Papyrus Anastasi VI 1205 BC mentions the "Bedouin tribes of Edom"
"We have finished letting the Bedouin tribes of Edom pass the Fortress" (ANET, 259)

Translation of Anastasi 6:

 

"Some 60 or more years later, in the eighth year of Merenptah, c. 1206 BC, the term Edom appears for the first time. Papyrus Anastasi VI contains the following well-known report (lines 51-61): "We have finished with allowing the Shasu clansfolk of Edom to pass the fort of Merenptah that is in Succoth ['Tjeku'], to the pools (brkt) of Pi-Atum of Merenptah that (is/are) in Succoth, to keep them alive and to keep alive their livestock, by the will of Pharaoh, LPH, the good Sun of Egypt, along with the names from the other days on which the fort of Merenptah that is in Succoth was passed [by such people...] (text, Gardiner 1937:76-77; translations, e.g. ANET:259; with notes, Caminos 1954:293)." (Early Edom And Moab,  Egyptian evidence on Ancient Jordan; K. A. Kitchen, Editor: Piotr Bienkowski, 1992 AD)

  

 

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Digging up Bible stories!

 

"We have finished letting the Bedouin tribes of Edom pass the Fortress."

 

Detailed outline on Edom.

 

 

Introduction:

  1. The Papyrus Anastasi VI dates to 1205 BC (the 8th year of Merneptah) and is one of several manuscripts purchased around 1839 AD from an Armenian antiquity dealer named Giovanni Anastasi (1765-1860).
  2. The suggestion that "Tjeku" be equated with Biblical Succoth of the exodus is absurd since the exodus was in 1446 BC, a full 241 years before the date of this manuscript in the 8th year of Merneptah: 1205 BC.  
  3. What we do find that that the River El-Arish is the border between Egypt and Israel in 1200 BC where we see Egypt exercising its historic control and possession of the Sinai Peninsula. This effectively rules out any Mount Sinai located in the Sinai Peninsula, since they were "out of Egypt" at Sinai.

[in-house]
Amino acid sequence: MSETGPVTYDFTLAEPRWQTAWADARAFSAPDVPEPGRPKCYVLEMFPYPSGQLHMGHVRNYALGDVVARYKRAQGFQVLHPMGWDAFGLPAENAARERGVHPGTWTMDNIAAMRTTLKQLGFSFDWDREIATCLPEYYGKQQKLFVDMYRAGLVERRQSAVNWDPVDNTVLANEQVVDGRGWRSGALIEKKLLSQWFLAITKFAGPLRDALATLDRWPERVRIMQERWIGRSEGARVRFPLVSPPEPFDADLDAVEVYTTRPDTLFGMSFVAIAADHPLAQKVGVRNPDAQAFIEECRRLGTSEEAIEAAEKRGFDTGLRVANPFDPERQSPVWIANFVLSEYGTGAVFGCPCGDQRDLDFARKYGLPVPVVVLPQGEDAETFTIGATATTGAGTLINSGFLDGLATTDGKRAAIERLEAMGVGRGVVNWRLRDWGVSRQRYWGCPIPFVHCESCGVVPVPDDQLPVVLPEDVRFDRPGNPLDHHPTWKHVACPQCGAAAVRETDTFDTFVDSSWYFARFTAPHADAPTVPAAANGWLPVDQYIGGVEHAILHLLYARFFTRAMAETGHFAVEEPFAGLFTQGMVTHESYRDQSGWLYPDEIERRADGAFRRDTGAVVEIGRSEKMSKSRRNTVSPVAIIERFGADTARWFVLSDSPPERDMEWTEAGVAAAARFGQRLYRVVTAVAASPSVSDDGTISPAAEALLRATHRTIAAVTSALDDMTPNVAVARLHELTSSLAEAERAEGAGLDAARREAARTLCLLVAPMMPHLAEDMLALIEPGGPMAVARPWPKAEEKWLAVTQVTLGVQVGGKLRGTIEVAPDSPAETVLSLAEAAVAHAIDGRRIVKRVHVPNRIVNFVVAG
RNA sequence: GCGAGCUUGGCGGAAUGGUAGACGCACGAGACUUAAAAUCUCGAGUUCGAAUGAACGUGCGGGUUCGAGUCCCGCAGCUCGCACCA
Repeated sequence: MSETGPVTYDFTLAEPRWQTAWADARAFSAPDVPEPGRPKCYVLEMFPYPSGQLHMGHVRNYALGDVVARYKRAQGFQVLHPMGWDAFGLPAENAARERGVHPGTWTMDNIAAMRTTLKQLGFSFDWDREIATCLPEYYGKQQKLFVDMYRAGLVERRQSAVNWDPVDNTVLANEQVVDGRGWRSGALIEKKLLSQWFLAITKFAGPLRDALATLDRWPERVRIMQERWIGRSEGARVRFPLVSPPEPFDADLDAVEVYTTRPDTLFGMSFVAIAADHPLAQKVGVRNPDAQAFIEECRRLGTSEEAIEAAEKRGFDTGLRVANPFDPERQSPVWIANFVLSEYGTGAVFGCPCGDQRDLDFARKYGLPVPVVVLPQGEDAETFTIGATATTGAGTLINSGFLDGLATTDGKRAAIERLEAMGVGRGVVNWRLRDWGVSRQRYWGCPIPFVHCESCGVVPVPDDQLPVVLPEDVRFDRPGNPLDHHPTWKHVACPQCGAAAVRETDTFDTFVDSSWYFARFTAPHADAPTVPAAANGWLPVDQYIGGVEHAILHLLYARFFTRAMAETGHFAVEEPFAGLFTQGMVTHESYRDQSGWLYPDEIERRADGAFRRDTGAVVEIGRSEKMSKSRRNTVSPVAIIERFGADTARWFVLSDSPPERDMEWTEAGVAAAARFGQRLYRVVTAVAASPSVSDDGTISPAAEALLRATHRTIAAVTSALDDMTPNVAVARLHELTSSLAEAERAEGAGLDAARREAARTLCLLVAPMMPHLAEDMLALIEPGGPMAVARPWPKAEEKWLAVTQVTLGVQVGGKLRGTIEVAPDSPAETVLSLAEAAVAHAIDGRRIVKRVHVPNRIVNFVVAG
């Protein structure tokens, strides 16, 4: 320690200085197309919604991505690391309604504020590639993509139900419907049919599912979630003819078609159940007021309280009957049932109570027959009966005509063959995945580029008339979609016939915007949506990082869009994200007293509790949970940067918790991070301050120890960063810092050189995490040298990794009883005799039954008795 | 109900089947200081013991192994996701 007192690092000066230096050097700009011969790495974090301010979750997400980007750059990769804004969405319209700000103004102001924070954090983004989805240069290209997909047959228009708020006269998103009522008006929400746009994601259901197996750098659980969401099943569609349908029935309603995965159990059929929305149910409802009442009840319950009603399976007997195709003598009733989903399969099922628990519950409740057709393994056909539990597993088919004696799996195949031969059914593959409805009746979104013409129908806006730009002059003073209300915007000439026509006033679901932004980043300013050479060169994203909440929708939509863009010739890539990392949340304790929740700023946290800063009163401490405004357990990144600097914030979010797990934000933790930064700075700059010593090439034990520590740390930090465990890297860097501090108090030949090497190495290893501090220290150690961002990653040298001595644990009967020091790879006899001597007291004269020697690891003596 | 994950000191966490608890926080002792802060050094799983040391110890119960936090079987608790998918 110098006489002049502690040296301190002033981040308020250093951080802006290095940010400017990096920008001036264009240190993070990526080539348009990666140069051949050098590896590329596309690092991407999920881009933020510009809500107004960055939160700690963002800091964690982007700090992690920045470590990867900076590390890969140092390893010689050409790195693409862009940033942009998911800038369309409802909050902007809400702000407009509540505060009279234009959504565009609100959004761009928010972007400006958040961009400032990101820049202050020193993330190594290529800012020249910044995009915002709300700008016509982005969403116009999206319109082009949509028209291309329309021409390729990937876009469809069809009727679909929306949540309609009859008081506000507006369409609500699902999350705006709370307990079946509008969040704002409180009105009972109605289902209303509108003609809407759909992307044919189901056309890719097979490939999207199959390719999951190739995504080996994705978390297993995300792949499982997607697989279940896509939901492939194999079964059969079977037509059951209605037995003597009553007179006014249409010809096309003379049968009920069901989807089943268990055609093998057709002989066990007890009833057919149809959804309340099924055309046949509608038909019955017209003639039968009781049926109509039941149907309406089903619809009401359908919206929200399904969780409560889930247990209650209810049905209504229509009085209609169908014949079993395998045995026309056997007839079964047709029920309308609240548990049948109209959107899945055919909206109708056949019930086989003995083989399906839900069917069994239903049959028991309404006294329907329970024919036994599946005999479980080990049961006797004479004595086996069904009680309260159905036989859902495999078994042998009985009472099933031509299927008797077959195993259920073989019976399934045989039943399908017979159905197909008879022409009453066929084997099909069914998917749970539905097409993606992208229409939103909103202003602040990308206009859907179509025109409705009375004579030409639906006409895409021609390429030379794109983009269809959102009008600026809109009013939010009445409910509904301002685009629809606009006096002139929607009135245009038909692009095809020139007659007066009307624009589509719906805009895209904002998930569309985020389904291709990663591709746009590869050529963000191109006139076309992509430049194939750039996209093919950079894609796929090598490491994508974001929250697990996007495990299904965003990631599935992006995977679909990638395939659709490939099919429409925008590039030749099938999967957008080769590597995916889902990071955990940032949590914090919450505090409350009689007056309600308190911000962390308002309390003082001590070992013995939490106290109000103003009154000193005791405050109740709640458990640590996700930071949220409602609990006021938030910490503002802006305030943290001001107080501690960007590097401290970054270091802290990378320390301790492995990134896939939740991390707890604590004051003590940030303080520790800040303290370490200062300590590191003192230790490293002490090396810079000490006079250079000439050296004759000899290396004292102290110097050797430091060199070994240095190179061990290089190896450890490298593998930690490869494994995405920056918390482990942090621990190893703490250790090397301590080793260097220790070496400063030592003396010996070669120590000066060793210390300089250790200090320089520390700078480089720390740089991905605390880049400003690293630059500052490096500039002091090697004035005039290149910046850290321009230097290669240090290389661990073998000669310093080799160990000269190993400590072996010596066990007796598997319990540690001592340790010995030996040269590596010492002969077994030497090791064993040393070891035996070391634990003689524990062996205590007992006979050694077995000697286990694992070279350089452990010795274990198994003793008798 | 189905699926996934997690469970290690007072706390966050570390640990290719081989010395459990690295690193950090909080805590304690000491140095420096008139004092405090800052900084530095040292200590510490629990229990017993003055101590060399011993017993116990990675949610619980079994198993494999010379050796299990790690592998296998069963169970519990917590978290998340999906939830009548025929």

4. The fanciful notion that this is part of a collection of training letters for school boys is highly questionable and speculative and the letter should be taken at face value as a genuine field report.
    1. Papyrus manuscripts of this quality are exceedingly rare and to find an entire collection of school curriculum used to train children, is like winning two lottery tickets at the same time.
    2. The fact that there are four different letters on a single papyrus sheet is better explained as genuine field reports or first generation copies produced to assist in organizing the Royal archive in a kind of "paperwork reduction" exercise.
    3. These are real letters founded in real historical events and should be taken seriously as such as a window into the past on the same scale as Josephus or the Babylonian Chronicles of Nebuchadnezzar.
  5. Map of ancient Edom: (Detailed outline on Edom)

 

I. Translation of Papyrus Manuscript Anastasi VI: